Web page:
12 194 Csaba Deak, Andreas Binder 12 transfer coefficient of α K = W/m 2 K, which corresponds to 9 l/s water flow rate and 1.66 m/s water velocity [1]. A 2D thermal calculation was performed with help of finite element program ANSYS to verify the thermal behaviour of the motors, first without any resin impregnation in the slots. Due to the symmetrical heat distribution, only two magnet poles are simulated for motor A and motor C and four magnet poles for motor B with the corresponding stator segments. Due to the smaller slot fill factor (lower heat transfer) and bigger copper losses, motor A would excessively heat up without resin impregnation with a maximum temperature of above 200 C in the windings while motor C would reach a maximum temperature of above 300 C which is more than the temperature limit of the isolation. To avoid this, the coils are embedded in resin. For simulation, a heat conduction average value of resin and air of W/mK has been used. In this way the maximum temperature is reduced to 144 C (Fig. 7a) and 203 C respectively (Fig. 7b). The heat transfer of motor C is the best due to the high slot fill factor and so the temperature does not exceed 110 C (Fig. 7c) at rated and maximum speed (Table 6). a c b Fig. 7 Temperature distribution at rated speed: a) motor A; b) motor B; c) motor C.
13 13 Permanent magnet synchronous motors with concentrated windings 195 Table 6 Calculated winding temperatures Motor A Motor B Motor C Speed (rot/min) ϑ Hotspot ( C) (max. 155 C) ϑ average ( C) (max. 145 C) Speed (1/min) ϑ Hotspot ( C) (max. 155 C) ϑ average ( C) (max. 145 C) Motor B on the other hand exceeds the temperature limit at both rated and maximum speed due to the additional 1 st order losses caused by current displacement. 5. CONCLUSIONS Three permanent magnet motors were designed with concentrated tooth coil windings for a constant power of 45 kw and 230 V phase voltage at rot/min rated speed and rot/min maximum speed. Due to the high electromagnetic utilisation and the fractional slot winding design, the power factor of these models ranges only between , but it is improved by 0.1 with help of negative d current supplied to the windings. The models are designed with identical number of poles, stator inner and outer diameter and active length. Motor A and motor B have surface mounted rotor magnets and equal tooth widths with coils wound on each tooth, while motor C has buried magnets and unequal tooth widths with coils wound on alternate teeth. The calculated electromagnetic performance at noload and load operation shows, that motor C has a better thermal utilisation, smaller cogging torque and torque ripple at load, yields lower total losses at rated speed due to the smaller phase resistance but has a smaller power factor and 20% higher current rating than motor A. Motor B produces the smallest torque ripples but also the highest total losses due to increased additional eddy current losses which lead to high temperatures in the windings at high speed, exceeding the thermal limits of the insulation. Motor A and motor C are currently built as prototypes (Figs. 8, 9).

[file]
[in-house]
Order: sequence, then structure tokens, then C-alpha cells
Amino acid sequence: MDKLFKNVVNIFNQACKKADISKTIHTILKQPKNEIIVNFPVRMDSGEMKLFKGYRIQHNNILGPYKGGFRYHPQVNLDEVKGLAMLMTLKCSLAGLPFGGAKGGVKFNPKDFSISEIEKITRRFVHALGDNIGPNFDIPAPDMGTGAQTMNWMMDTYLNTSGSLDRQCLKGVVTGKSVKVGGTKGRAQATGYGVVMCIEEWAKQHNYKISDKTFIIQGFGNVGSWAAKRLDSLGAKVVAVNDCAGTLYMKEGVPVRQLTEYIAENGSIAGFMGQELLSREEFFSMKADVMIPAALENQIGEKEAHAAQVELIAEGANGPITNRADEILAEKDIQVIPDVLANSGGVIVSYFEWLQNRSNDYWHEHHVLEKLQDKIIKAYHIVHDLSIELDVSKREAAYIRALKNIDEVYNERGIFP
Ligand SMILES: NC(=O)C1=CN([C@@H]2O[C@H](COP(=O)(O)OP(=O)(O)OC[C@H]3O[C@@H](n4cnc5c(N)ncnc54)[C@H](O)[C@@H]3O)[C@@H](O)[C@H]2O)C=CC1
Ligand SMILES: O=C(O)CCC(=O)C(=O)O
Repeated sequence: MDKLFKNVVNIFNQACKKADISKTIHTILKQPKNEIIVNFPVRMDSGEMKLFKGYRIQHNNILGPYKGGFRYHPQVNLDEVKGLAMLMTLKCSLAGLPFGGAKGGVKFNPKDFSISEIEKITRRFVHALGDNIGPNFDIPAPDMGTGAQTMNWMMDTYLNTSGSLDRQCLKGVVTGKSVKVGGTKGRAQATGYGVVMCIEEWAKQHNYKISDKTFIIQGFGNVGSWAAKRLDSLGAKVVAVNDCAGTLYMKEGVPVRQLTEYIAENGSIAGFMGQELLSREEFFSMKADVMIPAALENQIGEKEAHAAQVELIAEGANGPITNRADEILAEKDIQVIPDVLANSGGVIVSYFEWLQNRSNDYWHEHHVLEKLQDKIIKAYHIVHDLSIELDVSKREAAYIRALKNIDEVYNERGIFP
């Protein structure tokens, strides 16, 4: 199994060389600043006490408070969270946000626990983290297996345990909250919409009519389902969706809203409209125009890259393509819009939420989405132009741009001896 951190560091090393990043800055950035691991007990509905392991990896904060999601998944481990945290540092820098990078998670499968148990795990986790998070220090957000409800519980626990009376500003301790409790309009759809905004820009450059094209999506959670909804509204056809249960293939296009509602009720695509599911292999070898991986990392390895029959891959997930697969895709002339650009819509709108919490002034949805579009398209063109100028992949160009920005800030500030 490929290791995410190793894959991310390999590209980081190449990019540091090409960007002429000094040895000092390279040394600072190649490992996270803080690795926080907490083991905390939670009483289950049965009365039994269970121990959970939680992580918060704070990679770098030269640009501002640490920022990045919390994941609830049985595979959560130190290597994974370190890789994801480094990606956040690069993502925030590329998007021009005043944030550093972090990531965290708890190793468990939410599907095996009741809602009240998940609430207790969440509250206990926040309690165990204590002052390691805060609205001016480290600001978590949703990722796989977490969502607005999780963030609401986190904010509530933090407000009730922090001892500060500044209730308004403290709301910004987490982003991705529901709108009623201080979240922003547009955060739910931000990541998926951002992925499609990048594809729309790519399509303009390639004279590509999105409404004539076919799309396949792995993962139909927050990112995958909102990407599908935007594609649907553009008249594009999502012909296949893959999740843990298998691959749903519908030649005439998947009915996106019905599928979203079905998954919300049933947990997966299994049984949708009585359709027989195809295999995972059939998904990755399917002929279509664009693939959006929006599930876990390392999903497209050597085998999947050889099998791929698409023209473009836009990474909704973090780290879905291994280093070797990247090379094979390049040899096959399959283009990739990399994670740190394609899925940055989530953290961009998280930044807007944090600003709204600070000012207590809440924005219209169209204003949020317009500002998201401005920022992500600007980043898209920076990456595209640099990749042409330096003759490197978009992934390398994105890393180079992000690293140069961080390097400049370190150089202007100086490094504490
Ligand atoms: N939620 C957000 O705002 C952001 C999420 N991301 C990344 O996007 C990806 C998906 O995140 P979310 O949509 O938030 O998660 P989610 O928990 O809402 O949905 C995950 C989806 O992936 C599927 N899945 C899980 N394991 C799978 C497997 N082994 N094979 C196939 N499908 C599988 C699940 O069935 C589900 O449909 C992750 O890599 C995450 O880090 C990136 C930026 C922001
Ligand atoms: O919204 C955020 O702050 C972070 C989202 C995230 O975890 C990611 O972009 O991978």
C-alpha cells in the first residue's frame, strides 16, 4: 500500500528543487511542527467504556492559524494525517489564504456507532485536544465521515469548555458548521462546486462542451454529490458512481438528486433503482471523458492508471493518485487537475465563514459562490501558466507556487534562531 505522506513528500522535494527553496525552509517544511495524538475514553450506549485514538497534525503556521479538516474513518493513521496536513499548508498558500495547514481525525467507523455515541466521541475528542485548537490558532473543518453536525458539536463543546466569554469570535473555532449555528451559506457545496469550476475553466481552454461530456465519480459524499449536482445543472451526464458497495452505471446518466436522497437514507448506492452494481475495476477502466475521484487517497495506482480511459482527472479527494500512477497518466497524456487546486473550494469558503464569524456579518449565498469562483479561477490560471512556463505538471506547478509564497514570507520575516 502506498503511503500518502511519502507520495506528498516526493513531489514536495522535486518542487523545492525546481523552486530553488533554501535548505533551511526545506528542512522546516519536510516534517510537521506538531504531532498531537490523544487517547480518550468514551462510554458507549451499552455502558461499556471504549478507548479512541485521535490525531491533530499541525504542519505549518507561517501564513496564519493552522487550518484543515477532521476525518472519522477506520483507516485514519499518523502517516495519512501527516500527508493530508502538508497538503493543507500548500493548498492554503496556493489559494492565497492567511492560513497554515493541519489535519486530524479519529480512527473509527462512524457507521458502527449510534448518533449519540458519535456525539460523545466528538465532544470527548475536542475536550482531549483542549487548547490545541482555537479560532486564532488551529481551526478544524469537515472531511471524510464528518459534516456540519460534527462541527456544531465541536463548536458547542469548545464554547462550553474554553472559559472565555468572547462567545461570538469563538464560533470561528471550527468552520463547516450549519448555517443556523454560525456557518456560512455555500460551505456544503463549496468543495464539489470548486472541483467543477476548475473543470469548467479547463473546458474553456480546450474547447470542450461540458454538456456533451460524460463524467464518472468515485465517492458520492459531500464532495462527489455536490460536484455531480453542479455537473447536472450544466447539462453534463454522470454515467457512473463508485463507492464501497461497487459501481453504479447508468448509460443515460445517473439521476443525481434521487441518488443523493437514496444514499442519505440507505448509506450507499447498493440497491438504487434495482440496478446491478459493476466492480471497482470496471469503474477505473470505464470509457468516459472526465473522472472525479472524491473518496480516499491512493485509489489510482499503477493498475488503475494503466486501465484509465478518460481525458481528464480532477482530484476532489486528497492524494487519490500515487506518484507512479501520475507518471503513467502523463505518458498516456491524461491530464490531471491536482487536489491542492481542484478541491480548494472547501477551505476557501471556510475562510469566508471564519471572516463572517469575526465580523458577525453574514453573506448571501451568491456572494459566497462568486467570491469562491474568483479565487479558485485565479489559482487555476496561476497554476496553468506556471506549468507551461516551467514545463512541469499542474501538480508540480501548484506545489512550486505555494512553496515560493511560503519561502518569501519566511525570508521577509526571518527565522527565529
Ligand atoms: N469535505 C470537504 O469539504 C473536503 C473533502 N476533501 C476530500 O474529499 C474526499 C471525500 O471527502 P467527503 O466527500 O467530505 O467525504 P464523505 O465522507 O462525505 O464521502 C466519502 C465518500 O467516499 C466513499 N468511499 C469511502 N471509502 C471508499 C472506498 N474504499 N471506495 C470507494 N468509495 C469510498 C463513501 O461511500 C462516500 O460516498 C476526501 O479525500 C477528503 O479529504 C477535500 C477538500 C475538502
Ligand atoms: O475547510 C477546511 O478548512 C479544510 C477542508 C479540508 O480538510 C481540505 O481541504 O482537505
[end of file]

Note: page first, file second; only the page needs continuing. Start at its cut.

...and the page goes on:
14 196 Csaba Deak, Andreas Binder 14 a Fig. 8 Built prototype stators (under construction): a) motor A; b) motor C. b a b Fig. 9 Built prototype rotors (under construction): a) motor A; b) motor C.
15 15 Permanent magnet synchronous motors with concentrated windings 197 The two motors will be tested in order to verify and evaluate the calculation results. Then the two rotors will be interchanged and the new statorrotor combinations will be tested also. Received on 16 July 2006 REFERENCES 1. C. Deak, A. Binder, Highly utilised permanent magnet synchronous machines with toothwound coils for industrial applications, Proc. Electromotion 05, Lausanne, Switzerland, Sept. 2005, CDROM. 2. T. Koch, A. Binder, Permanent magnet machines with fractional slot winding for electric traction, Proc. ICEM 02, Brugge, Belgium, Aug. 2002, CDROM. 3. D. Ishak, Z. Q. Zhu, D. Howe, Permanentmagnet brushless machine with unequal tooth widths and similar slot and pole numbers, IEEE Transactions on Industry Applications, 41, 2, March/April 2005, pp